Minimized downtime. A business continuity plan helps to reduce downtime by allowing organizations to continue operations during and after disruptions. This eventually reduces financial losses and assures business sustainability. (Did you know that the hourly cost of downtime surpasses $300,000 for more than 90 percent of small and medium-sized enterprises?)

Efficient decision-making. As we’ll discuss below, a continuity plan provides clear guidelines for decision-making during a crisis. This reduces confusion and helps leaders make quick decisions which is vital for minimizing damage.

Cost savings. While business continuity planning (and maintenance of that plan) may require an initial investment, it can yield cost savings in the long run. By minimizing the harm of disruptions, organizations can avoid the high costs associated with extended downtime and data loss.

Key Components of an Effective Business Continuity Plan

An effective business continuity plan encompasses many elements. The seven most important ones below.

1. Risk assessment

The first step in business continuity planning is to conduct a comprehensive risk assessment to identify potential threats or vulnerabilities that could disrupt business functions. This assessment informs the development of strategies for mitigation and preparedness.

2. Business impact analysis and recovery objectives

Once you identify your continuity risks in Step 1, perform a business impact analysis (BIA) to understand exactly what the consequences would be for each of those continuity risks. Use metrics such as recovery time objectives (RTO) and recovery point objectives (RPO), which define the maximum allowable downtime and data loss in the event of a disaster, to help you understand just how disruptive the disaster could be.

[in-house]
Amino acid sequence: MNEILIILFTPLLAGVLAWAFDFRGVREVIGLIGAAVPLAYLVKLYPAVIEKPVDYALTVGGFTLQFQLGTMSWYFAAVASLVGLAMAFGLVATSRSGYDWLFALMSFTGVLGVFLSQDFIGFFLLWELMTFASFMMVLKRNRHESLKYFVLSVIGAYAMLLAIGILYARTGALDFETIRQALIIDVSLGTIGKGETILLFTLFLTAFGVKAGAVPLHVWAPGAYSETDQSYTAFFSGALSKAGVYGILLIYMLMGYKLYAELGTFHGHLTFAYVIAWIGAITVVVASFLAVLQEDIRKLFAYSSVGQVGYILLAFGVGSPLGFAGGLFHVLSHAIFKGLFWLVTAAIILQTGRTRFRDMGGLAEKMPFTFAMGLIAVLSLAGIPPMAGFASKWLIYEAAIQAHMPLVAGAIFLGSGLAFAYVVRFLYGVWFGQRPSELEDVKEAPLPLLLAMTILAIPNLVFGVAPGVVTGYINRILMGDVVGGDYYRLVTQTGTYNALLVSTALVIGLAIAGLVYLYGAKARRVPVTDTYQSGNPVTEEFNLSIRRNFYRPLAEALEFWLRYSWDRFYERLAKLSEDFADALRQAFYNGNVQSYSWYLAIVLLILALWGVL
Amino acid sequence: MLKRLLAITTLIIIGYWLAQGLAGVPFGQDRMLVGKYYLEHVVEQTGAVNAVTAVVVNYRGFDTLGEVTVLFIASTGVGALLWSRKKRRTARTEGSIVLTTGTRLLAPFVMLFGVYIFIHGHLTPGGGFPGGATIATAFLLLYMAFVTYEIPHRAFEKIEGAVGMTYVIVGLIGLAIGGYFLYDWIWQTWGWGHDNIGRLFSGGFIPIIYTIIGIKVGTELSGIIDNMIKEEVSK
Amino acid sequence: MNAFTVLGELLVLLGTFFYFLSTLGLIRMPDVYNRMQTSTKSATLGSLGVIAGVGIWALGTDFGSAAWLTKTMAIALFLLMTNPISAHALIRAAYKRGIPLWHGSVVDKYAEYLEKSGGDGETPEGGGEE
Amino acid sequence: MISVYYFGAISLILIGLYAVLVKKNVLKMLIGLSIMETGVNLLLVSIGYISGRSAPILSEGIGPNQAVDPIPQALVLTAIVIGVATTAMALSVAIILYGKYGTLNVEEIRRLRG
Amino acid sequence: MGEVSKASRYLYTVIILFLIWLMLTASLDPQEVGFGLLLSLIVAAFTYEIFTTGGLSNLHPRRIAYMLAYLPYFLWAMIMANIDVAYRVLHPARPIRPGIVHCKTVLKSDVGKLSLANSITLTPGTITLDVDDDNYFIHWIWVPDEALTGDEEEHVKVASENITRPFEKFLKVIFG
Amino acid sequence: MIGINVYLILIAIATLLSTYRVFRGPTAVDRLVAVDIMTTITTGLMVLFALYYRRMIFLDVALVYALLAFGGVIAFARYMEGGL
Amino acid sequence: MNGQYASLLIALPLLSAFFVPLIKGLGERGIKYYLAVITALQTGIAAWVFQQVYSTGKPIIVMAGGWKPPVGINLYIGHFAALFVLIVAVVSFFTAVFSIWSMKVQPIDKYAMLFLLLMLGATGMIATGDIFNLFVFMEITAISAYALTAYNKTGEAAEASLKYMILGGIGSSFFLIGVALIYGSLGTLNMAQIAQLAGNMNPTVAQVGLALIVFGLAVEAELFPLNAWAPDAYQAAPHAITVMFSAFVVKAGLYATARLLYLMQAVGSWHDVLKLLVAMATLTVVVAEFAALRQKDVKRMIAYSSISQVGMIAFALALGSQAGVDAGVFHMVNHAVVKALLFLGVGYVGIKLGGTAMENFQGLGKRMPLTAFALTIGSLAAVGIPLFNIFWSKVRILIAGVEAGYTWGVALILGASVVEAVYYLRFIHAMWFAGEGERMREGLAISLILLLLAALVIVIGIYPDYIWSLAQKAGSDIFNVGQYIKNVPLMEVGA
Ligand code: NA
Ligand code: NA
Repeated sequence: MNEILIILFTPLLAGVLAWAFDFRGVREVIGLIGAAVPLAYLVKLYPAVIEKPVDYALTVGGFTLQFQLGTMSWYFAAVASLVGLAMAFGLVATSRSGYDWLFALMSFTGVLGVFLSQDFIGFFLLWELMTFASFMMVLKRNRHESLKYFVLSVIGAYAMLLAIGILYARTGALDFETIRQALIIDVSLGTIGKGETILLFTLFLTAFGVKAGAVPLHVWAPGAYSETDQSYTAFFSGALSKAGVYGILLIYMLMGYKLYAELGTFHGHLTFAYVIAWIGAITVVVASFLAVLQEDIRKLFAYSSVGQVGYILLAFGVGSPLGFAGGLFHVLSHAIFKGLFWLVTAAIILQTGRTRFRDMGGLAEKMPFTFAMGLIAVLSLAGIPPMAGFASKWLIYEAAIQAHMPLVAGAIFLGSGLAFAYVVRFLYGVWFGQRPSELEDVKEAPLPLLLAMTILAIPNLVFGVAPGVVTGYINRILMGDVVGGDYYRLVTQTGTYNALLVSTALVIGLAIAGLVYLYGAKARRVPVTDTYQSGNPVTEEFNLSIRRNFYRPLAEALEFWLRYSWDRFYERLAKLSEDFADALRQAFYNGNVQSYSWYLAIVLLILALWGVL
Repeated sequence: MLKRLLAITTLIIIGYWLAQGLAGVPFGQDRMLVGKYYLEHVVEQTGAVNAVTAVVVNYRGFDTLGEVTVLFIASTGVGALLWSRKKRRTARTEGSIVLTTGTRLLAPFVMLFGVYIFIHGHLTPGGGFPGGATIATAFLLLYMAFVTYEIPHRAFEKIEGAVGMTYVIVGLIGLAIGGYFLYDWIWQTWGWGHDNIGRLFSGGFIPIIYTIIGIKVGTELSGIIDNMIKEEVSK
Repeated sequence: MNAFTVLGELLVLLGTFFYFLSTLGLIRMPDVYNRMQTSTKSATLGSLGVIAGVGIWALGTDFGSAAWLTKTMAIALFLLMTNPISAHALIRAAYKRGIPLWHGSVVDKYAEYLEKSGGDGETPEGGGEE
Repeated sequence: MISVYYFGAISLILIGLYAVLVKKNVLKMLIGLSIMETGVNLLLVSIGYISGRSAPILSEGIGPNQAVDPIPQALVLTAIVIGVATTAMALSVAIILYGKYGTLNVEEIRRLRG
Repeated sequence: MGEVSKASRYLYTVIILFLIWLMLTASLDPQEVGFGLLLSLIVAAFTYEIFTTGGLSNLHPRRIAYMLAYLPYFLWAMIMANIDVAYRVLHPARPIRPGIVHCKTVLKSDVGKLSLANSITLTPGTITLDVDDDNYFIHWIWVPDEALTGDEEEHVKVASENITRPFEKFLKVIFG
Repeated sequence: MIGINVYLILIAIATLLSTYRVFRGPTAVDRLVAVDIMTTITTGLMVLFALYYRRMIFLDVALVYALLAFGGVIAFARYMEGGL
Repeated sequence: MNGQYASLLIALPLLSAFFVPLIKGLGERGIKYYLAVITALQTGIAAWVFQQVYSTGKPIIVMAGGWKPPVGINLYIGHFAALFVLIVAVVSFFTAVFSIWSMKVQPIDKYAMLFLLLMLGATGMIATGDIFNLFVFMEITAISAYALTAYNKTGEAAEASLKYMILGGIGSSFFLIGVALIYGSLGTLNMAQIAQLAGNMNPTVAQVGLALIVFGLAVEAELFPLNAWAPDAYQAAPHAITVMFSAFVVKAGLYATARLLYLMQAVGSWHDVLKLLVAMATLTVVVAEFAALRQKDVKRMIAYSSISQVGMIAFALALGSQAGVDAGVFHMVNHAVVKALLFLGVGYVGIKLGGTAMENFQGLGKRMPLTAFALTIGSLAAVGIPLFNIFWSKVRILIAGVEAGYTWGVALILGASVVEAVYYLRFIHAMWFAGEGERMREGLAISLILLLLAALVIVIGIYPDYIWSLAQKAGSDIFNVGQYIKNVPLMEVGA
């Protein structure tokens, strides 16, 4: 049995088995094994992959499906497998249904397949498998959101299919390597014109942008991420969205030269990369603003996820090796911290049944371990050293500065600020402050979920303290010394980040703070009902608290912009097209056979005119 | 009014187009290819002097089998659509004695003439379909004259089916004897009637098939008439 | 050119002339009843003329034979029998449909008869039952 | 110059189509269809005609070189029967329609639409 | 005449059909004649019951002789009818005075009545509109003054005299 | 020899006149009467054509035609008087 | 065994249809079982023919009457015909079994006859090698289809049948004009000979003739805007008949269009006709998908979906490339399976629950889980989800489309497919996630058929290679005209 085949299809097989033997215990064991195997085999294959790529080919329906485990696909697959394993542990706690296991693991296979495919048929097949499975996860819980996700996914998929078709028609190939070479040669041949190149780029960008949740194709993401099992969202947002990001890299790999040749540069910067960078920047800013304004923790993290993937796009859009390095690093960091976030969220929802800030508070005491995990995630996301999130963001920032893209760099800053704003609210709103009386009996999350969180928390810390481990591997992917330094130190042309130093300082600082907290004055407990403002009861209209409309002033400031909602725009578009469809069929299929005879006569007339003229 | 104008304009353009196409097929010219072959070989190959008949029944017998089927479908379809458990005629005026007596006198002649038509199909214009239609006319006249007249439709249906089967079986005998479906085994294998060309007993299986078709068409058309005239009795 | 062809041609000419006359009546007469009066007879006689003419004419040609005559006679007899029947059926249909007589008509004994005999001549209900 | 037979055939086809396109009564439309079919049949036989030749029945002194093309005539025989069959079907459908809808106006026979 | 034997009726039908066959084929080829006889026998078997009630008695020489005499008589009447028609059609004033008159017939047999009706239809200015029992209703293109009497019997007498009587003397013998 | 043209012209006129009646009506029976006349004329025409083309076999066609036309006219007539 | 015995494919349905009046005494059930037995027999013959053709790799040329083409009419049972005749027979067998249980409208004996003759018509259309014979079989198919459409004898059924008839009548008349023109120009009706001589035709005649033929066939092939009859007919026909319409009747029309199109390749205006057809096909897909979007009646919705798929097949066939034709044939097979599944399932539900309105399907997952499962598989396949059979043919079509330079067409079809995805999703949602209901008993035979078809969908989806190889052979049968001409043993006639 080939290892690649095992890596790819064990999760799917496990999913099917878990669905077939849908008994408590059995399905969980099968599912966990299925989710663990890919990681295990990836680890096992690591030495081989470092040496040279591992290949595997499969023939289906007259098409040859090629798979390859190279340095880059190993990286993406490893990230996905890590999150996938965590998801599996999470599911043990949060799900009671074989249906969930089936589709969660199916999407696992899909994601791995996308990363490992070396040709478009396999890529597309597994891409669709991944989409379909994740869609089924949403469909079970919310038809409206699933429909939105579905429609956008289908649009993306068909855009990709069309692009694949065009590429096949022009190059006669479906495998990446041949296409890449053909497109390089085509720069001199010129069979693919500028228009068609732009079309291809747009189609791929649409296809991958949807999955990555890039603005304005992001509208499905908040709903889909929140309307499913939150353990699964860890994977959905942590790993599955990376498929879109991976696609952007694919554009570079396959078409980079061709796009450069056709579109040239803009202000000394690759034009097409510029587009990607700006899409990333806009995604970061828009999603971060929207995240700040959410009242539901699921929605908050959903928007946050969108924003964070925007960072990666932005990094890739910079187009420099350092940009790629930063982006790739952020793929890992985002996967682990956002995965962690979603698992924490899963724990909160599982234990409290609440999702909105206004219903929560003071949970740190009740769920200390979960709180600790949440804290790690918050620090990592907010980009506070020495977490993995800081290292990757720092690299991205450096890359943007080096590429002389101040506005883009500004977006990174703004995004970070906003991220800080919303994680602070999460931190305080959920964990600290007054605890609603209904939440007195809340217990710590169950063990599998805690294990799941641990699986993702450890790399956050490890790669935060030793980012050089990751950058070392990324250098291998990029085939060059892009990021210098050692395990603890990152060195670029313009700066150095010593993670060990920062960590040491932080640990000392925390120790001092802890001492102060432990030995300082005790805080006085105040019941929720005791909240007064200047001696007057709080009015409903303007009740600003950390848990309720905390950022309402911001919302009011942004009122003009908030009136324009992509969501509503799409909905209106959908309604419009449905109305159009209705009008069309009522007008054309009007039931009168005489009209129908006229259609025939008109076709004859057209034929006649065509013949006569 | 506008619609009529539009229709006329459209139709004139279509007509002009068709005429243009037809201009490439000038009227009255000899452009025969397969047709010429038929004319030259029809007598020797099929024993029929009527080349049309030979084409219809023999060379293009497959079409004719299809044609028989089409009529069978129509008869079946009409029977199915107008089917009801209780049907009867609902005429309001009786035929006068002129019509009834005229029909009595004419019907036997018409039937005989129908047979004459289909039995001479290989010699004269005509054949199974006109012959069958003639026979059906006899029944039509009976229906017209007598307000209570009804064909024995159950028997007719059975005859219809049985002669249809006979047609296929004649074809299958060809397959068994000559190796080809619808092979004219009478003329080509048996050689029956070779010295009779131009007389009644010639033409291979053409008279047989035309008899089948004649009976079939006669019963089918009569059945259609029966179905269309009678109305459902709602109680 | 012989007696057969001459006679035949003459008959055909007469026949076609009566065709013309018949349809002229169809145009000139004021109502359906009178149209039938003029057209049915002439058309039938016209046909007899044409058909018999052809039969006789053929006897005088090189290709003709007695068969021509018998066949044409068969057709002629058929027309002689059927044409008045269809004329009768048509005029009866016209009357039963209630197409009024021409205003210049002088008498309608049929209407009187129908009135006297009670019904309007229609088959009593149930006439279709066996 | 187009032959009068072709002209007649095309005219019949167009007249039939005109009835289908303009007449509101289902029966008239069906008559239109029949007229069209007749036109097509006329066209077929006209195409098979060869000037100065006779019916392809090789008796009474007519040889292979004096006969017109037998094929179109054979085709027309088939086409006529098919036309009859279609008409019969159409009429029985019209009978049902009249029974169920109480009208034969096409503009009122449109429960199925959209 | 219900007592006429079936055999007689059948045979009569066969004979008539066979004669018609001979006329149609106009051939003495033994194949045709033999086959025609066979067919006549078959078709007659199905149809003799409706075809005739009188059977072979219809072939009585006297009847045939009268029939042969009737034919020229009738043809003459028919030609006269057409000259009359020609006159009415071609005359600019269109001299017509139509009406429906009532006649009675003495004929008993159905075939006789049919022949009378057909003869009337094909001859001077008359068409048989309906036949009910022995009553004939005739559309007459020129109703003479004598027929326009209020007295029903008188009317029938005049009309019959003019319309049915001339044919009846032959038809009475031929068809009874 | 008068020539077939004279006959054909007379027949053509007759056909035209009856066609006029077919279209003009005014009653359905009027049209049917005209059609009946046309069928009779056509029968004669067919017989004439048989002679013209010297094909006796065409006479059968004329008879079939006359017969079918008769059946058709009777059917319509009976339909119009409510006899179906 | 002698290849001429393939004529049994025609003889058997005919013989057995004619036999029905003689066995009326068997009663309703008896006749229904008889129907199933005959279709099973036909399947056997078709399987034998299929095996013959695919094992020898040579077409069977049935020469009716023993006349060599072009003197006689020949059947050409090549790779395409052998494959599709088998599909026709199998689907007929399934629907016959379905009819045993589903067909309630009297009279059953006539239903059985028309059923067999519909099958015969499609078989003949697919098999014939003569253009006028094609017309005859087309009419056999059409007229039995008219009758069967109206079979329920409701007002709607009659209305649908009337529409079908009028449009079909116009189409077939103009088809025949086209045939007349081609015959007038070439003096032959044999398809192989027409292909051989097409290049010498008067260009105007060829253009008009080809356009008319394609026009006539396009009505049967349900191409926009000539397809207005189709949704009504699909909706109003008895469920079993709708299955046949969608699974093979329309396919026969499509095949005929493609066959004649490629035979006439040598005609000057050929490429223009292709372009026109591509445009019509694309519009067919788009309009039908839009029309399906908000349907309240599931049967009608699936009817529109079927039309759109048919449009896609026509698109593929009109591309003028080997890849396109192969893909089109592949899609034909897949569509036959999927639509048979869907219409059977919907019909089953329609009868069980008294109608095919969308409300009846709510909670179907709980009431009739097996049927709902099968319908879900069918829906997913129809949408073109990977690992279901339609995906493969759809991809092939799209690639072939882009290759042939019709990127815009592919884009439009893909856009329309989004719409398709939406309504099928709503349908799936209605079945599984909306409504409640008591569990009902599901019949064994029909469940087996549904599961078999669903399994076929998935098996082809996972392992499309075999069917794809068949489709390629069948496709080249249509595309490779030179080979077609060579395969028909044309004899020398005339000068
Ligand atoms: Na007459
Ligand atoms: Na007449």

3. Business continuity strategy

Next, develop strategies that you can implement in response to the disaster, to assure that business operations can continue during the disruption. These strategies usually include data backup, disaster recovery plans, and cybersecurity measures within the organization. 

4. Crisis management and communication

Crisis management assures that the strategies you developed in Step 3 will actually be executed when the time comes. Draft clear instructions for who performs what duties; have communication plans at the ready (even something as simple as a phone tree, so employees know who to call) so that you can activate your plan at the needed time, and all important stakeholder groups know what is happening and how you plan to respond. 

5. Documentation

Documentation plays a pivotal role in business continuity management; it assures that key personnel and stakeholders have access to all relevant information when needed. It includes details of recovery strategies, contact information for external partners, and specific procedures related to the supply chain.

6. Training